Why I Write Reason 15: I Have Something to Say

According to various studies, about 23% of the world (and 43% of Americans) are on social media. We all seem to know someone who has, for better or worse, been “addicted” to the internet. They’re updating their status or posting things or answering comments. Sometimes people do have a point to make, or want to share information they feel others need to know. A lot of the time people post to not be forgotten. The unsubtle communication that social media offers works well for some things. I tend to be more gratuitously verbose. So I write books, and articles, and essays instead, because I have something to say.
 
A lot of my work is classified as non-fiction, of the instructional or self-help variety. Most people don’t see that type of writing as a form of self-expression, but it is. There is a point of view being stated. I have thoughts and opinions on these topics, even if my presentation isn’t emotional or dramatic. Books on writing reflect a world view, not just things that have works for me but the way I know things ought to be done. My tabletop roleplaying work definitely promotes a specific point of view.
 
When I write, I’m making a statement. I’m not starting a conversation or, more likely, an argument. This is why, for the most part, I now keep comments closed on blog posts and podcast episodes. I know that’s not proper social engagement, but we’ve lost sight of the purpose of interaction. When I read a book, I don’t get to engage with the author in real time as I’m reading it, or as they’re writing it. That’s proper. They need to be able to create in their own space with their own chosen influences. I need to be able to digest and interpret a work on my own terms, with my own lenses and filters and contexts. There’s a time and a place for having discussions. Those discussions should be organic, or at least organized, not forced. We’re made to feel comments are mandatory because something something web 2.0.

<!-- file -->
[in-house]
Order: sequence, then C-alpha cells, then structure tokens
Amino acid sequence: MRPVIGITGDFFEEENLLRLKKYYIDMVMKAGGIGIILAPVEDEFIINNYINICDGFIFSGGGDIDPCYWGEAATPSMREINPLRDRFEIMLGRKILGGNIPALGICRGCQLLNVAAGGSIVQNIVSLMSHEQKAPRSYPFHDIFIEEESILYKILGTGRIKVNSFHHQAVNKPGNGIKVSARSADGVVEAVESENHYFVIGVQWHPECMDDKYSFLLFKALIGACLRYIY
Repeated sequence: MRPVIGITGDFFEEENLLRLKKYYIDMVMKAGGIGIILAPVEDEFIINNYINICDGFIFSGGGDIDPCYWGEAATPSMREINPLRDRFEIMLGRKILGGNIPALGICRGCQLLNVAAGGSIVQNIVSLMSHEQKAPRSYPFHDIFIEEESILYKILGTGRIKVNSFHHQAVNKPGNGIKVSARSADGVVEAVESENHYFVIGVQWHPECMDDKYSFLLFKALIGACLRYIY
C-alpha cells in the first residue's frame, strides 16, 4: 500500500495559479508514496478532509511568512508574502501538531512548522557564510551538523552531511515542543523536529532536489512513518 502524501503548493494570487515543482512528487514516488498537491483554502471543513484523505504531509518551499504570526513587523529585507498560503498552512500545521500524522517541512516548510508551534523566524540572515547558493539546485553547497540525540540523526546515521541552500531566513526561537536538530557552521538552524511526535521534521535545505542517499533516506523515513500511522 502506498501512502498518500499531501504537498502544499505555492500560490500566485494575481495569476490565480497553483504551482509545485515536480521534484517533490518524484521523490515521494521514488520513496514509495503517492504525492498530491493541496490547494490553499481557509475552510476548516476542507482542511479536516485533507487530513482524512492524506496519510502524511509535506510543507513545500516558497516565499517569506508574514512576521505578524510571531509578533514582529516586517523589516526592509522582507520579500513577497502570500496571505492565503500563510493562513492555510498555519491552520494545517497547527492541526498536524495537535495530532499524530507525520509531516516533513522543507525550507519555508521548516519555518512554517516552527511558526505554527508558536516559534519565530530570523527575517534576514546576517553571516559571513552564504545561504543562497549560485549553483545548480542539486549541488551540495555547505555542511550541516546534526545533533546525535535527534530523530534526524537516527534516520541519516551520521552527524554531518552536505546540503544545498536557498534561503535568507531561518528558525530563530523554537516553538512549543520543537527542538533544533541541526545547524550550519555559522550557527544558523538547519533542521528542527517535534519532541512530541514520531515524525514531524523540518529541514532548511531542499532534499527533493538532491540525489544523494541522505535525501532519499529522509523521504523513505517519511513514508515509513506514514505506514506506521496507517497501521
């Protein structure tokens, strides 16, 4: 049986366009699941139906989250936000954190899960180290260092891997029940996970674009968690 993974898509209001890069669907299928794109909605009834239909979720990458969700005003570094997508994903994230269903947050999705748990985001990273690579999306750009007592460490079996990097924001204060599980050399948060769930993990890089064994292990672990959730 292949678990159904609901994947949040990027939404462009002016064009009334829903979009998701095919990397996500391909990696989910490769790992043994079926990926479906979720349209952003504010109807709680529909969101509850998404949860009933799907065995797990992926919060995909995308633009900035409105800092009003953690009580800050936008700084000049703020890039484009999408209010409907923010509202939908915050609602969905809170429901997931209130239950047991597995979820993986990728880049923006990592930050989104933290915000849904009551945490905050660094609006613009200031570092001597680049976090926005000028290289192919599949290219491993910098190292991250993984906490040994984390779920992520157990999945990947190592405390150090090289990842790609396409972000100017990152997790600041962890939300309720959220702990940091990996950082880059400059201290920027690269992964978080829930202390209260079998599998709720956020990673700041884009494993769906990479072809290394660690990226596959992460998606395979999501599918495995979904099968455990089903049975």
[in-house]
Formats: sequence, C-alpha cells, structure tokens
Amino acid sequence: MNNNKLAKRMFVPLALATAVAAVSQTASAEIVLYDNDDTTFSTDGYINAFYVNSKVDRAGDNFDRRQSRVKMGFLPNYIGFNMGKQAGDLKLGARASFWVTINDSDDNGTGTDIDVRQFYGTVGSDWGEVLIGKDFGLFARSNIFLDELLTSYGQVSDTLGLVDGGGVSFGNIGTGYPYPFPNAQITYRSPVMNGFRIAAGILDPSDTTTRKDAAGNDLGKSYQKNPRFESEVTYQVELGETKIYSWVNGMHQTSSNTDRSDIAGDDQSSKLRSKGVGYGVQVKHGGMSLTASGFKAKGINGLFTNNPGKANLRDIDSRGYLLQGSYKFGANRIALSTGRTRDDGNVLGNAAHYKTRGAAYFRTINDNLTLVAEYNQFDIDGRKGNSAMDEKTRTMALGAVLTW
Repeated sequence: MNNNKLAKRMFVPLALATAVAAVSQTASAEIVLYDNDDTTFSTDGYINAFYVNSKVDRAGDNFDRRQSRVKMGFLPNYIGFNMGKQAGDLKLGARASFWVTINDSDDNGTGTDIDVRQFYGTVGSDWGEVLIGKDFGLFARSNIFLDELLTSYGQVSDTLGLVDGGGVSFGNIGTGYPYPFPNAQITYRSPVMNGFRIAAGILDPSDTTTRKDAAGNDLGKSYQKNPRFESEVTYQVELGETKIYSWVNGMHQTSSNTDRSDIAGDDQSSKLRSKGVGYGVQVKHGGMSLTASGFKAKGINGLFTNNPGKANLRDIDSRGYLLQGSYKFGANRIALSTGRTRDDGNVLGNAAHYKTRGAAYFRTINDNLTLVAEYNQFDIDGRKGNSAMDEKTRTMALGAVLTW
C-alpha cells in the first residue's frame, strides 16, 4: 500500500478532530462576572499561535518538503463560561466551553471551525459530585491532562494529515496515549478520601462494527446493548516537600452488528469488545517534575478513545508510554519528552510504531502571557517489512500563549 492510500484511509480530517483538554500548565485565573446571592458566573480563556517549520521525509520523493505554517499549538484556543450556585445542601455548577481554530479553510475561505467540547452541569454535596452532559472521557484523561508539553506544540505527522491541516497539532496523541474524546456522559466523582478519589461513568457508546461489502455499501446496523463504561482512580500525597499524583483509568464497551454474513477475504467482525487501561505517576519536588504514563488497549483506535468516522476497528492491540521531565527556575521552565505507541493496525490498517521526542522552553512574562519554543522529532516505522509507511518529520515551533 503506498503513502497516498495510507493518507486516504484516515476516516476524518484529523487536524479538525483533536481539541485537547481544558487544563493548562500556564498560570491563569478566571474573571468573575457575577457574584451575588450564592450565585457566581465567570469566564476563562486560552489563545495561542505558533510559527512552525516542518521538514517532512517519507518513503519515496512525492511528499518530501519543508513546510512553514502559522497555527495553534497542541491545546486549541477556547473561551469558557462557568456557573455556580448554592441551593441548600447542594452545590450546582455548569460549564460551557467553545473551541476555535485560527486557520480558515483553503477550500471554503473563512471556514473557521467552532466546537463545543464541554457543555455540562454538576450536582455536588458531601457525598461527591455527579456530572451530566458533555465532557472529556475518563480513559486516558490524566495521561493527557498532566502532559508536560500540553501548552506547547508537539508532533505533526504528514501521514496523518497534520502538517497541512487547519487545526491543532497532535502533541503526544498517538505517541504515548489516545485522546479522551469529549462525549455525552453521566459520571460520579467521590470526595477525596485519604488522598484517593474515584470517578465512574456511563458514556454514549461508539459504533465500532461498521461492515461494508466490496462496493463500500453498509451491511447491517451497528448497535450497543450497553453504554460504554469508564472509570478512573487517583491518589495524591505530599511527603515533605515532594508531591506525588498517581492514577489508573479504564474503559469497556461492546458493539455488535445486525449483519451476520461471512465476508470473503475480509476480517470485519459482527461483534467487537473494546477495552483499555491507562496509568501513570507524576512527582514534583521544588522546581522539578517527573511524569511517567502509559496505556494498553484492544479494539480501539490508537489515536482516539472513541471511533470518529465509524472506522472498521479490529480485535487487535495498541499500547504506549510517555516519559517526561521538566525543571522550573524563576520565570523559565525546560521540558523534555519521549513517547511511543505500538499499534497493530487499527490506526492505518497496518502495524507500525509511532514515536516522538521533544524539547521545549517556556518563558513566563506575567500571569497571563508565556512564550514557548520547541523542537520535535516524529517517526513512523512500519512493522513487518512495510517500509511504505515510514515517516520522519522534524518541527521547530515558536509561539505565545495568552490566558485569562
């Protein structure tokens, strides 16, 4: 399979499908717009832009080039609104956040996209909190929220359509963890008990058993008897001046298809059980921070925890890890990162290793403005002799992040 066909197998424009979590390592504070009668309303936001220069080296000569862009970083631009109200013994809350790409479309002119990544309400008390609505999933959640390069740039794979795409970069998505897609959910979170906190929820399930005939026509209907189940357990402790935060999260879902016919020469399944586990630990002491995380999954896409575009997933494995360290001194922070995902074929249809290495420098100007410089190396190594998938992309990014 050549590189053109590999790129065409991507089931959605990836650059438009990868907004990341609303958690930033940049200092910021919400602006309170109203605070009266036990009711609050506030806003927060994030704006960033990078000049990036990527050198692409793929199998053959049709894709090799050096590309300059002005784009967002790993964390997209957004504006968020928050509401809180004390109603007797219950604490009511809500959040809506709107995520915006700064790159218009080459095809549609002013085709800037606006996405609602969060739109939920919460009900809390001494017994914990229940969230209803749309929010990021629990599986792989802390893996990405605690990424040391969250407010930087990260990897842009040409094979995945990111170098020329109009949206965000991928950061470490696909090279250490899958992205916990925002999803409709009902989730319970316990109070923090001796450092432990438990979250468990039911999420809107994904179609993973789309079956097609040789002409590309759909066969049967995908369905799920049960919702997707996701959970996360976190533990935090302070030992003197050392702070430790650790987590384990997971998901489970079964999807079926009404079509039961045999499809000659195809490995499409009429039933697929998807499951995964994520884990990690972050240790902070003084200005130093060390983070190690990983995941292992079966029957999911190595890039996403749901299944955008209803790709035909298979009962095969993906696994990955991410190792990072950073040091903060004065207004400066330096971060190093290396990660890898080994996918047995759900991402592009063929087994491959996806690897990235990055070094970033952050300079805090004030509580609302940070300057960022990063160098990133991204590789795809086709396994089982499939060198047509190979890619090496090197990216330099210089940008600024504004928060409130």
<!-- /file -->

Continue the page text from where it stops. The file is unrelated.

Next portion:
Writing in peace and solitude allows me to wrap my head around the ideas I’m writing about. I get to form actual opinions on things, because I’m taking the time. Writing does include reading. It’s doing research, and contemplating the things you have read. Writing things long-form means that I don’t have to dumb things down. There’s no need to remove necessary context for the sake of brevity or character limits. It allows me to present an idea, fully formed. Writing means saying everything I need to without interruption, derailment, or distortion.
 
You can read more about Why I Write here
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